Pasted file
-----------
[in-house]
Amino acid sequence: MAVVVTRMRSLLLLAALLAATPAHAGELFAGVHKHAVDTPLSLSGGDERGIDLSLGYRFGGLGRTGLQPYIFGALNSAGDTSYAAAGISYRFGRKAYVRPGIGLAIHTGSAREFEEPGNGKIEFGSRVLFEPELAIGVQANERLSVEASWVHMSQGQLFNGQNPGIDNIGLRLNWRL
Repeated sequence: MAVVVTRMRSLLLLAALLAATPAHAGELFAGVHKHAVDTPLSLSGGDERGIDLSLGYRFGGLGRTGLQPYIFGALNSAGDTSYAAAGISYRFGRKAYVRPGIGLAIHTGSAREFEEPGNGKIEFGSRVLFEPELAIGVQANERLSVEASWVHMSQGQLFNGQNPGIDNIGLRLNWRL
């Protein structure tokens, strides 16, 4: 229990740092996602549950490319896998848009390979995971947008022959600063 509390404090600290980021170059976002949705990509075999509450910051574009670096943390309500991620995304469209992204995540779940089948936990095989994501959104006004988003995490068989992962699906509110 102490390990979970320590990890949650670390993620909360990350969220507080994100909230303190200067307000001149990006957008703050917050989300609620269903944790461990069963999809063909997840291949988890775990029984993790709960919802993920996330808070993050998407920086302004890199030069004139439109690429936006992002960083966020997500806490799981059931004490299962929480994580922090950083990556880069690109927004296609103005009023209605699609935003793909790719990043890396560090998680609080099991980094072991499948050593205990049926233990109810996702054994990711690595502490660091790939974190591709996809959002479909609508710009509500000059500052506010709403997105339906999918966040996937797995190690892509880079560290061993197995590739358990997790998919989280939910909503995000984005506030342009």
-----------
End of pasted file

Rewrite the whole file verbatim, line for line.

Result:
[in-house]
Amino acid sequence: MAVVVTRMRSLLLLAALLAATPAHAGELFAGVHKHAVDTPLSLSGGDERGIDLSLGYRFGGLGRTGLQPYIFGALNSAGDTSYAAAGISYRFGRKAYVRPGIGLAIHTGSAREFEEPGNGKIEFGSRVLFEPELAIGVQANERLSVEASWVHMSQGQLFNGQNPGIDNIGLRLNWRL
Repeated sequence: MAVVVTRMRSLLLLAALLAATPAHAGELFAGVHKHAVDTPLSLSGGDERGIDLSLGYRFGGLGRTGLQPYIFGALNSAGDTSYAAAGISYRFGRKAYVRPGIGLAIHTGSAREFEEPGNGKIEFGSRVLFEPELAIGVQANERLSVEASWVHMSQGQLFNGQNPGIDNIGLRLNWRL
């Protein structure tokens, strides 16, 4: 229990740092996602549950490319896998848009390979995971947008022959600063 509390404090600290980021170059976002949705990509075999509450910051574009670096943390309500991620995304469209992204995540779940089948936990095989994501959104006004988003995490068989992962699906509110 102490390990979970320590990890949650670390993620909360990350969220507080994100909230303190200067307000001149990006957008703050917050989300609620269903944790461990069963999809063909997840291949988890775990029984993790709960919802993920996330808070993050998407920086302004890199030069004139439109690429936006992002960083966020997500806490799981059931004490299962929480994580922090950083990556880069690109927004296609103005009023209605699609935003793909790719990043890396560090998680609080099991980094072991499948050593205990049926233990109810996702054994990711690595502490660091790939974190591709996809959002479909609508710009509500000059500052506010709403997105339906999918966040996937797995190690892509880079560290061993197995590739358990997790998919989280939910909503995000984005506030342009």